Now from this position, I can acknowledge the pain I feel. Sure it hurts, in spite of these three beliefs. To try to convince myself that it does not hurt, would be denial and a most unhealthy response. This would also be a decision which would come back to haunt me later in very destructive ways. And if I were to decide it did not hurt, or the other person just could not help himself and was not really responsible, then forgiveness is not necessary.

But forgiveness is necessary and forgiveness is the work to be done. Therefore I must recognize where the responsibility lies for the wrong that has been committed, and get about the business of forgiving-- a tough task, but one we are commanded to do if we want to be forgiven ourselves. Jesus makes this very clear in Matthew 6:14, 15, when he says, "For if you forgive men for their transgressions, your Heavenly Father will also forgive you. But if you do not forgive men, then your Father will not forgive your transgressions."

To begin the work of forgiveness, I remember the three beliefs which support me in my forgiving position, I identify and acknowledge the pain caused me by the behavior, and I must go and tell the offending party of his behavior and the pain I feel as a result. As this is a series of articles on the Spirit-filled wife, then the offending party in this case is my husband. Now my husband's response is his responsibility. I can only tell him the effect his behavior has on me. What he does with that information is up to him, but I can now begin the work of forgiving. Whether he accepts his responsibility or not, the process of forgiving is still the same. I must grieve the pain caused me and the loss of trust that has occurred in the relationship. Depending on my husband's response, the process of forgiving can be made easier, but the grief work must still be done. Perhaps the level of trust in the relationship will be changed forever, or only damaged for a short period of time. Still, my responsibility is to respond as Jesus would, act on Lordship faith in Him, and be filled with His Spirit.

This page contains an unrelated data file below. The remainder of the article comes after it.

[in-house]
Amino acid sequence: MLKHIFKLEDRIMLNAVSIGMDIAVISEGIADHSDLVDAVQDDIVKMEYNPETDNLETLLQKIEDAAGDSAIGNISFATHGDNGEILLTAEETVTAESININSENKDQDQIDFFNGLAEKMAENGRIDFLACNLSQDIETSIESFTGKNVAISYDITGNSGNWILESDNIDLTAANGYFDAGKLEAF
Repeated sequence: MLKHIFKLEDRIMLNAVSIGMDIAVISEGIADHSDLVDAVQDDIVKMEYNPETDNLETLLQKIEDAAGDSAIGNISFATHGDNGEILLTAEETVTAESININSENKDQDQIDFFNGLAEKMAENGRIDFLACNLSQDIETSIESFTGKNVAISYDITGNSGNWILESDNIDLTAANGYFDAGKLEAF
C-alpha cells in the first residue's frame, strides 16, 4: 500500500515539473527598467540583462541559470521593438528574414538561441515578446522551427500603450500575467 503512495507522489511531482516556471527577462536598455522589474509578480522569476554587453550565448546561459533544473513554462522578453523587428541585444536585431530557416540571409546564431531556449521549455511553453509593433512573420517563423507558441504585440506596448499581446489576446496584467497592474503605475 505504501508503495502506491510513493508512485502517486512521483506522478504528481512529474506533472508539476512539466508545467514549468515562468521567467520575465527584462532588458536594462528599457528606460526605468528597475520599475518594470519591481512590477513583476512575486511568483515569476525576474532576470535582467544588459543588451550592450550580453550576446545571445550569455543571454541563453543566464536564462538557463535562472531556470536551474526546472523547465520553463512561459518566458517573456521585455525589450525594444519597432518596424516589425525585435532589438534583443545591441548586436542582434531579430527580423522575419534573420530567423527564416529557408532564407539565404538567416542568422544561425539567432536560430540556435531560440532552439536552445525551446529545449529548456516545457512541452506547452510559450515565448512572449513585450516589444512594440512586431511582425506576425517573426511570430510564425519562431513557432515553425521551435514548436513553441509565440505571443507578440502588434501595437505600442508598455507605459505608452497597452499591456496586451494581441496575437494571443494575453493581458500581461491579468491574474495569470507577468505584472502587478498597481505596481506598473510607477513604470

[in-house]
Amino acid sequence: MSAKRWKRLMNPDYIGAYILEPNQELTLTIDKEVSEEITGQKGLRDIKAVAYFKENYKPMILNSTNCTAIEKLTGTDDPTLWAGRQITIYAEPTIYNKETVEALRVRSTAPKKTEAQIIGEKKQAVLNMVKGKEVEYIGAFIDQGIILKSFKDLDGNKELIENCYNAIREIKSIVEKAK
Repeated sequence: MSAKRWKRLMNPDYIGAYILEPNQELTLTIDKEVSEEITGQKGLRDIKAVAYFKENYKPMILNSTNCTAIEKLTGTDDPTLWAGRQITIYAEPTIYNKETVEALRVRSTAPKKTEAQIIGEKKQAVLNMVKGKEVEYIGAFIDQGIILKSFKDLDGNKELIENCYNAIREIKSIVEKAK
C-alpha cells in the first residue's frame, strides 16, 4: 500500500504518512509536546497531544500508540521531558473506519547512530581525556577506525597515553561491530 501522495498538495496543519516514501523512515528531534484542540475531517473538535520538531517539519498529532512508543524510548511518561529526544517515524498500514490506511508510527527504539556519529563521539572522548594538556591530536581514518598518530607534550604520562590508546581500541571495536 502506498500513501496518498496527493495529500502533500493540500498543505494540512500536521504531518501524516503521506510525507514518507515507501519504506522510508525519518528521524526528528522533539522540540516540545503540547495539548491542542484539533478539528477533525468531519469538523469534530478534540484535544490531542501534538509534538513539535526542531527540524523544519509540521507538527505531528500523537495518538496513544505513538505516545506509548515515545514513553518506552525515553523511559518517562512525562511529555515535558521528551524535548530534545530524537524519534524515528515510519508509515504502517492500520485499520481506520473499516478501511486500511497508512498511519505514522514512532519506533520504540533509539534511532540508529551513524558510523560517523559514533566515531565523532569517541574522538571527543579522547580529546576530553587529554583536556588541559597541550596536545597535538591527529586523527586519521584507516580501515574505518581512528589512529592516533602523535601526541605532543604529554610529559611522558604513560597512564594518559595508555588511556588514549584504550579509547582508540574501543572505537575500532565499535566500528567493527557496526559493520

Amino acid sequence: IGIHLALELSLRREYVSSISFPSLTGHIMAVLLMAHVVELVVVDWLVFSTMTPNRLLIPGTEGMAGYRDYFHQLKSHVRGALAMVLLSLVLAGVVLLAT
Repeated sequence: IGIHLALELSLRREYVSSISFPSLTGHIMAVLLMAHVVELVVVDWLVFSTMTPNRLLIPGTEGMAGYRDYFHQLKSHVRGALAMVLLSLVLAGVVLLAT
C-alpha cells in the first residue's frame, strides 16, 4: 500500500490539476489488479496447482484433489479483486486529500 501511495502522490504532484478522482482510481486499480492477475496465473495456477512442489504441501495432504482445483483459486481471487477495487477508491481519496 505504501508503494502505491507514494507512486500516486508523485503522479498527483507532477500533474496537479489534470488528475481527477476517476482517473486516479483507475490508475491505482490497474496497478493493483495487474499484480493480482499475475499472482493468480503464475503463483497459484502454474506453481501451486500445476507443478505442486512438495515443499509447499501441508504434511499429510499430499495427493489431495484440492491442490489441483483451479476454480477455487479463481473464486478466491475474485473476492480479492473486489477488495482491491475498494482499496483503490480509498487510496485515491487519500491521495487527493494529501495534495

When forgiveness is necessary, the forgiver is the one who must always pay the price. But when I am filled with the Spirit, I can forgive and pay the price out of my fullness. And because of Him it is a fullness like the widow's oil, it will never be depleted. And remember this fullness gives forth love, joy and peace.

Two plus two never equals four when forgiveness is necessary. Just as Proverbs 6:32 tells that the adulterous mate lacks understanding and judgment, so it is when forgiveness is the order of the day. The offending one never has a good reason for the offense. We will never say, 'Okay, now I understand and of course, you had no choice but to act as you did." Yes, there was a choice and someone, perhaps your spouse made a very hurtful one, and now you must do the work of forgiving and it will never be fair. But to follow the violent pursuit of "destructive entitlement" is death itself.